Happy Pi Day!

Celebrating All-American Pie and the Election of the First Pope from the Americas

Tarta Pascualina

Argentinian Tarta Pascualina

Remember when I said a couple of weeks ago that my family had a Japanese exchange student coming to stay with us? Well, Sumika is here, and her visit happens to have coincided with some special occasions that have been a lot of fun. Her first Monday in Chicago was Casimir Pulaski Day, an Illinois state holiday celebrating a Polish-born Revolutionary War hero. You really can’t get much more Chicago than that. But maybe you can. Because the day before she leaves will be the day of Chicago’s St. Patrick’s Day parade, when the city dyes the Chicago River green – so we’re hoping to take her to see that.

But that’s all in the past and in the future. In the present, we have an international celebration, Pi Day, when we honor the mathematical concept Pi – which in my home (because everyone in it really is a geek at heart) is celebrated with the baking and eating of pie. And since pie seems to me a very American food, I’m thrilled to be celebrating Pi Day with Sumika as well.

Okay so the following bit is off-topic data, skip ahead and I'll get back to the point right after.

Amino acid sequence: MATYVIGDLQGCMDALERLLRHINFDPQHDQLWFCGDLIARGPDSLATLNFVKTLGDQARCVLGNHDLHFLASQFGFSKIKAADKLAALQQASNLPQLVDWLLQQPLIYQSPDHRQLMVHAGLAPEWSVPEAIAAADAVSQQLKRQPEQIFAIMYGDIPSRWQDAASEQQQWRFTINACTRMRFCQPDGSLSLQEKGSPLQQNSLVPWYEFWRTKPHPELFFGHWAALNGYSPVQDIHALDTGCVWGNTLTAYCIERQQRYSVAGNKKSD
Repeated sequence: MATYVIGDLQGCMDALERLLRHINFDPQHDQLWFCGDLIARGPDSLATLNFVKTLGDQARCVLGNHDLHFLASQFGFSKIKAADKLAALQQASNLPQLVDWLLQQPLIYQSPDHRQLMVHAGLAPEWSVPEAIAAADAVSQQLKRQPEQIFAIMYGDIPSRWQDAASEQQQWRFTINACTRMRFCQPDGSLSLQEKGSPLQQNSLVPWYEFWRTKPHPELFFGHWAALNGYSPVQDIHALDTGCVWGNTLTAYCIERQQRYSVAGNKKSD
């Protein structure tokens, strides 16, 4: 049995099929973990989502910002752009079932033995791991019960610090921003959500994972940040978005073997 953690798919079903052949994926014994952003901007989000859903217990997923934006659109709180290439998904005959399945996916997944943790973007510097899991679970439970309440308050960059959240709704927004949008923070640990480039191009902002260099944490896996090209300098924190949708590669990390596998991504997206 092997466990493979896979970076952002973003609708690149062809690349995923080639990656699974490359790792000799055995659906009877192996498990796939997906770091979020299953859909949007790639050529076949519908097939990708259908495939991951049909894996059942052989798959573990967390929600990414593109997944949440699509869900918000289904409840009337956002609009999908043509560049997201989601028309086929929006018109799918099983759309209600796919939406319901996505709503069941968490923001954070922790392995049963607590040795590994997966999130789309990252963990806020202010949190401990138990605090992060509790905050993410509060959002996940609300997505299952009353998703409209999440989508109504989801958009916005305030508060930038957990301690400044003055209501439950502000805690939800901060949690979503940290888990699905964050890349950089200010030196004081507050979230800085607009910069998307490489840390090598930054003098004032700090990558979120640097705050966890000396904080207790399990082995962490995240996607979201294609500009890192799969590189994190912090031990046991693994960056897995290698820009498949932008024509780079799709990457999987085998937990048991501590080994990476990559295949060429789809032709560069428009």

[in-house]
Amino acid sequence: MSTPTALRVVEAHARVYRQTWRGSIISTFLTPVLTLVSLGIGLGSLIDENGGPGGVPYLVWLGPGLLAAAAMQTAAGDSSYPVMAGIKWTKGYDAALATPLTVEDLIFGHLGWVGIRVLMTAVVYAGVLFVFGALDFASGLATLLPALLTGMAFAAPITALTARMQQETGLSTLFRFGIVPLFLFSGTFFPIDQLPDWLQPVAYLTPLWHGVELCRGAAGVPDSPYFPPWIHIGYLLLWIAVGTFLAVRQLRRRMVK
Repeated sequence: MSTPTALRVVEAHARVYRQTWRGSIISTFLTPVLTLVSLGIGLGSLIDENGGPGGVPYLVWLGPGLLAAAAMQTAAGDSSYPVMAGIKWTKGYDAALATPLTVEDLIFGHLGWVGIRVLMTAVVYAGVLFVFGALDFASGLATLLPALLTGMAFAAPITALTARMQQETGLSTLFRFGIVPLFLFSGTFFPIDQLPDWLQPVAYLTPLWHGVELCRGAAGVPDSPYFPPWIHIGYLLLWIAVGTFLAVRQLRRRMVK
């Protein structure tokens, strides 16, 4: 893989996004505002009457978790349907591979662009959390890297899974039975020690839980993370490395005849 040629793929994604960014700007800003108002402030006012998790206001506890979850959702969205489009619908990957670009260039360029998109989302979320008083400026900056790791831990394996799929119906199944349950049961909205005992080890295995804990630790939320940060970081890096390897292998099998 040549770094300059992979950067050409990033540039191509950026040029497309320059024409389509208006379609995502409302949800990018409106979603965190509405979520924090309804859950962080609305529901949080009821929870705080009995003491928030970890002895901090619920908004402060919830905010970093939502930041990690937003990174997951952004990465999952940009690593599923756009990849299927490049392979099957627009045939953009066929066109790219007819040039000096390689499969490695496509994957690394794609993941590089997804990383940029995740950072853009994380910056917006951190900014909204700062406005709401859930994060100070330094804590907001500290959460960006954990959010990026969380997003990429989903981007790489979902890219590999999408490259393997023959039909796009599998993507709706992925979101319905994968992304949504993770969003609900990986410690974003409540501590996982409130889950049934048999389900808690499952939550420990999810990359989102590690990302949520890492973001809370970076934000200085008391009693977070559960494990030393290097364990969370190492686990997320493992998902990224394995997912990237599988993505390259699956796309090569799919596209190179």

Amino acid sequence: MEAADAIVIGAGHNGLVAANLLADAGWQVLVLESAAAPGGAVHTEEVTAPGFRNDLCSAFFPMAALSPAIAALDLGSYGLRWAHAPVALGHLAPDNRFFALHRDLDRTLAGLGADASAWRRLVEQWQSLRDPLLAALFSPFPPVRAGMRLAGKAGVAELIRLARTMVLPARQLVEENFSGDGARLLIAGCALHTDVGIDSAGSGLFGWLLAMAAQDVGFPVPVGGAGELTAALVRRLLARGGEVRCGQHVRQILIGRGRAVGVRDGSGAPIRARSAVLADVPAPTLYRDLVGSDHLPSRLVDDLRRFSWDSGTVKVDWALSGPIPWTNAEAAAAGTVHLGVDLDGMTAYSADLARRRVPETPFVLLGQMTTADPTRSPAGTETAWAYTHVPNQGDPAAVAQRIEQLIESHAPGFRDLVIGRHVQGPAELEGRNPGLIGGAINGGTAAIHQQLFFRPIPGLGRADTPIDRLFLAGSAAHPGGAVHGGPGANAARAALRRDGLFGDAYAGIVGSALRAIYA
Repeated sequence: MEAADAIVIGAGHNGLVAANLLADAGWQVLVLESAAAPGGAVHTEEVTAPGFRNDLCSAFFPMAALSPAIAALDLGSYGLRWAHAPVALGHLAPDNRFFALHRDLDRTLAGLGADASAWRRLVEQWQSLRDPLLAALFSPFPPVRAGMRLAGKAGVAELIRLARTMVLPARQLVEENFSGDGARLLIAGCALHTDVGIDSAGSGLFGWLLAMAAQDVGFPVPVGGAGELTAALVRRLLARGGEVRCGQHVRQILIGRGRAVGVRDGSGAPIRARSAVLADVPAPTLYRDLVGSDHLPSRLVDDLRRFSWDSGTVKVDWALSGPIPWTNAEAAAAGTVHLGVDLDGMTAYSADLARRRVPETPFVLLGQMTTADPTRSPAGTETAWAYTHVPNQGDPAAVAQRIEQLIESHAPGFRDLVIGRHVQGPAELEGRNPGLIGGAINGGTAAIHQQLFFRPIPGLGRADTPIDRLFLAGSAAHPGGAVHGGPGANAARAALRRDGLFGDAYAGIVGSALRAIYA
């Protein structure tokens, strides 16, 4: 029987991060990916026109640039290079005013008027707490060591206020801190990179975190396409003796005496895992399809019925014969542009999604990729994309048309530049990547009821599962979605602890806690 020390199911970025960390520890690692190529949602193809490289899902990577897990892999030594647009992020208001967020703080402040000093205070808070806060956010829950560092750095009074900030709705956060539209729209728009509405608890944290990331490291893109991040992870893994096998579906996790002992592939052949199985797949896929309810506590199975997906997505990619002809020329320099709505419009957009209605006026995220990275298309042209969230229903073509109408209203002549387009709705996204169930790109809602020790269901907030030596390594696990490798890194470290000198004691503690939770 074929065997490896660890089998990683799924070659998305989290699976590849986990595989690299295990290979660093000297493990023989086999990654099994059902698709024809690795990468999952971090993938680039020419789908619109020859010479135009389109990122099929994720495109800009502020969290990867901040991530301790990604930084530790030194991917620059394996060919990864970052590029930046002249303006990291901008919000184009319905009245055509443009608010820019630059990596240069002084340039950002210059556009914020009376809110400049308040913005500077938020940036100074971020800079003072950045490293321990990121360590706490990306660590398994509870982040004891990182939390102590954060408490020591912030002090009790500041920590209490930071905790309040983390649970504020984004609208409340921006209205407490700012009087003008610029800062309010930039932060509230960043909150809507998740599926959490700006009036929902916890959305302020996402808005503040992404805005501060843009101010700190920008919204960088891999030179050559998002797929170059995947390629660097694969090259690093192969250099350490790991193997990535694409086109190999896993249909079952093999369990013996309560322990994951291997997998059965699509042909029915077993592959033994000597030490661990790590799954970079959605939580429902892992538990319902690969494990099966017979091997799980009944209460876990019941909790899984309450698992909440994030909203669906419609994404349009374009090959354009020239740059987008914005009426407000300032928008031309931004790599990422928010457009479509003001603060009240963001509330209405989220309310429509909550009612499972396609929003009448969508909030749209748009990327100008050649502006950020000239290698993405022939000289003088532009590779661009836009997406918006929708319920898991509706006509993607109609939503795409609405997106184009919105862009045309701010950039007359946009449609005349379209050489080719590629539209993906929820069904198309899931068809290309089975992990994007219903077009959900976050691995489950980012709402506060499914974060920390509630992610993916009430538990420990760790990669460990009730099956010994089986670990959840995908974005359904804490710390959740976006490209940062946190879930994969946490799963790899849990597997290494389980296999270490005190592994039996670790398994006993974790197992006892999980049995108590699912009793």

But since the Roman Catholic cardinals yesterday chose as their new pope an Argentinian, marking the first time a pope has ever hailed from the Americas, I wanted to find a way to celebrate that as well. The result: a menu consisting of pie for dinner (Argentinian Tarta Pascualina, an Eastertime tart made with spinach, ricotta, four-cheese blend, vegetables and six eggs cracked and baked into the double-crust pie whole (the result resembling shelled, hard-boiled eggs baked right into the pie) and pie for dessert: all-American pumpkin pie, my mother’s very own recipe.

One of the hard-cooked eggs baked under the top crust of the Tarta Pascualina.

To be honest, the main course was only mediocre. I used a recipe I found on the web, and the flavor was a bit bland. But it’s an idea that shows promise, and I will try it again. Next time, I probably will use smoked gouda or some other cheese with more robust flavor than the Italian blend; treat the vegetables a bit differently; and bake another 5 minutes or so. But the hard-cooked eggs baked into the pie are a lot of fun, so I’m hoping to find a way to adapt this recipe and make it a keeper.

Mom's pumpkin pie

Mom's pumpkin pie

The pumpkin pie, on the other hand, was everything we expect from Mom’s recipe – the right texture, the perfect blend of pie spices, and on this occasion served warm. And the opportunity to share it with our Japanese guest was priceless.

So happy Pi Day, everyone. If you didn’t celebrate with pie yourself, perhaps it’s not too late. Go get a pizza.

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